Dealing with an abusive co-worker
I have a co-worker who is borderline verbally abusive and difficult to work with. She holds up projects and makes going to work almost unbearable. I have approached her supervisor about her behavior several times and the supervisor believes nothing can be done as she is so close to retirement. Can you help me figure out how to handle this situation?
Answer: It sounds like you are giving this person a great deal of power and forgetting how powerful YOU are. As adults, no one can steal our power. I believe there are always solutions available, but when we feel powerless we are unable to see the solutions.
In my experience, leadership means going first and being an example of possibility. Leadership is not always easy and has many challenges as well as great rewards. Try taking leadership of the situation that includes dropping being needy for another person to be a certain way for you to be OK. You can make getting the job done more attractive by putting down your weapons and opening the door to working together. Thank your co-worker for his or her efforts. Look for ways this person is offering you a lesson in leadership, communication and acceptance. Demonstrate a willingness to work with this person.
Some conversation starters I have used that have been effective:
- “Our goals are the same.”
- “I’m on your side.”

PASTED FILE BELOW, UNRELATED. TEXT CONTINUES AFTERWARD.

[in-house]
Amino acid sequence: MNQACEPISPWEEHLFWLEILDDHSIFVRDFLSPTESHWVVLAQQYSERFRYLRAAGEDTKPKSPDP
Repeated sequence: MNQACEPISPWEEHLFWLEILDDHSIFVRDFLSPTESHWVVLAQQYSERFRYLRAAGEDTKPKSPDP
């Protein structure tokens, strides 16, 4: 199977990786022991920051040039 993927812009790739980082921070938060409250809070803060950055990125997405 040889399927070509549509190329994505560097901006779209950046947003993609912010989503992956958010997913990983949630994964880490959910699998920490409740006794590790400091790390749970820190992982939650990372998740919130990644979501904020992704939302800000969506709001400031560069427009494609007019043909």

- “Let’s find a way to work together on this.”
- “Here are the ideas you have that I respect.”
- “I have some ideas as well I would like your feedback on.”
Remember, we are either part of the war or part of the solution. Focus on what you want and get committed to finding a mutually satisfactory solution instead of making this person wrong. See your co-worker as doing the best he can with the tools he has. What would happen if you saw this person as innocent and on your side?
About Rebeccah: Rebeccah Silence is a certified life coach and music therapist with a master’s degree in counseling and extensive background in addiction recovery, school counseling and adult psychotherapy. As owner of Inspired Results, she provides trainings, facilitation and coaching all over the country, but runs her private practice out of Whitesboro. She is locally known as the relationship guru doling out free expert coaching every Tuesday morning on KISS-FM for Confession Tuesdays. Silence specializes in corporate trainings, couples counseling and one-on-one life coaching. Have a question for Rebeccah? Email her for Ask Rebeccah at firstname.lastname@example.org.
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